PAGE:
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Key Points Delivered at the FutureME Mini-Talks at IDETC/CIE 2016

Recapping the FutureME Mini-Talks at IDETC/CIE focused on Networking for Success

Scott Ferguson, North Carolina State University moderates the FutureME Mini-Talks providing his own perspective and advice on networking



As Ferguson introduced Lisa Cook, he recounted a personal story... Many times, particularly at a conference, you are going to have to interact with people you don’t know, or people who may be at a different stage of their career. This may happen to you on your way home. Like me, you may end up as an early career engineer sharing a 35 minute taxi ride to an airport with one of the most esteemed members of your community. You may not want to lead with: So … how about this weather…The worst thing you can do? Say nothing at all.

Talk: The Art of Chit Chat

Lisa M. Cook @EYnews on stepping out of the comfort-zone to converse in any situation #ASMEFutureME



Key point #1: Cook says to embrace vulnerability – you must be able to adapt/thrive in different environments #ASMEFutureME

Key point #2: Engage in your surroundings – put a name with a face

Key point #3: Practice, Practice, Practice in the most unlikely places; confidence is like a muscle #ASMEFutureME



Ferguson notes...Every chance you have to talk to someone is a networking opportunity. The connection you make today could lead to a job next year, in 5 years, or in 20 years.

Talk: Don’t Work Harder, Work Smarter

Mitchell Rieck @schaefflergroup North America on getting others to network for you and avoid pitfalls #ASMEFutureME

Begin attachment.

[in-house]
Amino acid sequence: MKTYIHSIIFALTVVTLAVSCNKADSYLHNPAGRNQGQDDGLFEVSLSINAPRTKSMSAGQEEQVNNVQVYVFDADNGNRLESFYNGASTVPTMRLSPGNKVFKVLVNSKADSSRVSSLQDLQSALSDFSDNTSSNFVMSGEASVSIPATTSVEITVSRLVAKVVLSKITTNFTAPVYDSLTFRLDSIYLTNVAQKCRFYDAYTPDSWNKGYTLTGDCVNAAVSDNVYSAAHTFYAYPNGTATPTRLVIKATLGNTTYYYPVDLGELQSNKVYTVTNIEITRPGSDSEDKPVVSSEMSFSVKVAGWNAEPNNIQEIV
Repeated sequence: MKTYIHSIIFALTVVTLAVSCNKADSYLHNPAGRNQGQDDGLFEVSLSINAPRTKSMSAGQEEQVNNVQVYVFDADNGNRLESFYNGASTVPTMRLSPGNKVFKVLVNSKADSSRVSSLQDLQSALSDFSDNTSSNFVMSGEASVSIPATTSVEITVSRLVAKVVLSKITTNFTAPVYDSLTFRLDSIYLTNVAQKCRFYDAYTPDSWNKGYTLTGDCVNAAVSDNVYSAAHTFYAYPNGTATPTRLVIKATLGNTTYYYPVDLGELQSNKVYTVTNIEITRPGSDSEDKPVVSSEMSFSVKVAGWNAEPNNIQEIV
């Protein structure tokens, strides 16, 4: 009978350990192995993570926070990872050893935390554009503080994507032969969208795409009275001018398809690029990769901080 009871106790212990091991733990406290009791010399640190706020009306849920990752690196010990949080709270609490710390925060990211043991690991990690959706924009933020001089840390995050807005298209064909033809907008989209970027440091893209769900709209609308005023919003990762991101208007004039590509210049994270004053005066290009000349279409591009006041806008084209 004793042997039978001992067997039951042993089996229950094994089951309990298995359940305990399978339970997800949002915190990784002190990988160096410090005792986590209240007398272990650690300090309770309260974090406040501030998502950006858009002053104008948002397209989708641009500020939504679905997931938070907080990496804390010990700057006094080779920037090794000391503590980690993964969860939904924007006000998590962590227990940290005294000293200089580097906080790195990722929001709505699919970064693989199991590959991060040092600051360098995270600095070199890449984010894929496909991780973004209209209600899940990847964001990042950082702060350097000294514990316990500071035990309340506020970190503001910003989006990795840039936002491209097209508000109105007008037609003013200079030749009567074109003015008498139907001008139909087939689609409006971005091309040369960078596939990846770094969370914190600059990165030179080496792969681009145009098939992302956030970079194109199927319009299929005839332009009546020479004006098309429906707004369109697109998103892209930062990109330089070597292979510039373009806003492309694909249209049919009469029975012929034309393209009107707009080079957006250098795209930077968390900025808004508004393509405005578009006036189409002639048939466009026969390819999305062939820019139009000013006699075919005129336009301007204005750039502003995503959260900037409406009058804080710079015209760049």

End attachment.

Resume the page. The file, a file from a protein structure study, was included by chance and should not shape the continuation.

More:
Key point #1: Rieck says networking for others is one of the best ways to get people to network for you #ASMEFutureME

Key point #2: Be honest with yourself and others #ASMEFutureME

Key point #3: Never underestimate the power of your Network  #ASMEFutureME


Ferguson can relate to this next talk...Complex engineering problems – the ones that we all want to solve – also require an international perspective. The technological advancements make the world we live in feel smaller, our careers as engineering designers require the consideration of varying cultures and ideas.

Talk: An Incredible Ever-Shrinking World

Chris Sharp @OregonState on how to create + benefit from an international network #ASMEFutureME

 
Key point #1: Sharp says to stay relevant in shrinking world #ASMEFutureME

An international network will better you as a person and can increase creativity through exposure to diversity of thought

Key point #2: Commit to communicating when things get lost in translation #ASMEFutureME 

Key point #3: Exposure to different cultural perspectives on how technology is developed can improve creative thought #ASMEFutureME

Introducing David Nakamura's talk, Ferguson emphasizes the topic as being particularly important because the research challenges of today and tomorrow require increasingly interdisciplinary solutions. Ferguson indicated that his network has allowed him to take part in exciting research projects and encourages other engineers to think about how the breadth of your network can unexpectedly open doors to opportunities that would otherwise be missed.

Talk: Just Keep the Door Open

David Nakamura, Talara Group, on creating + maintaining a diverse PROF network



Key point #1: Nakamura says meet more people --networking is free #ASMEFutureME

Make networking part of your long-term career plan

Key point #2:  Diversify – Change your perspective – network outside your expertise/field #ASMEFutureME

Key point #3: Standout; familiarity; being well-known results in gaining allies #ASMEFutureME

Thanks to everyone for following our Mini-Talks LIVE tweets IDETC/CIE! #ASMEFutureME cc @ASMEdotorg



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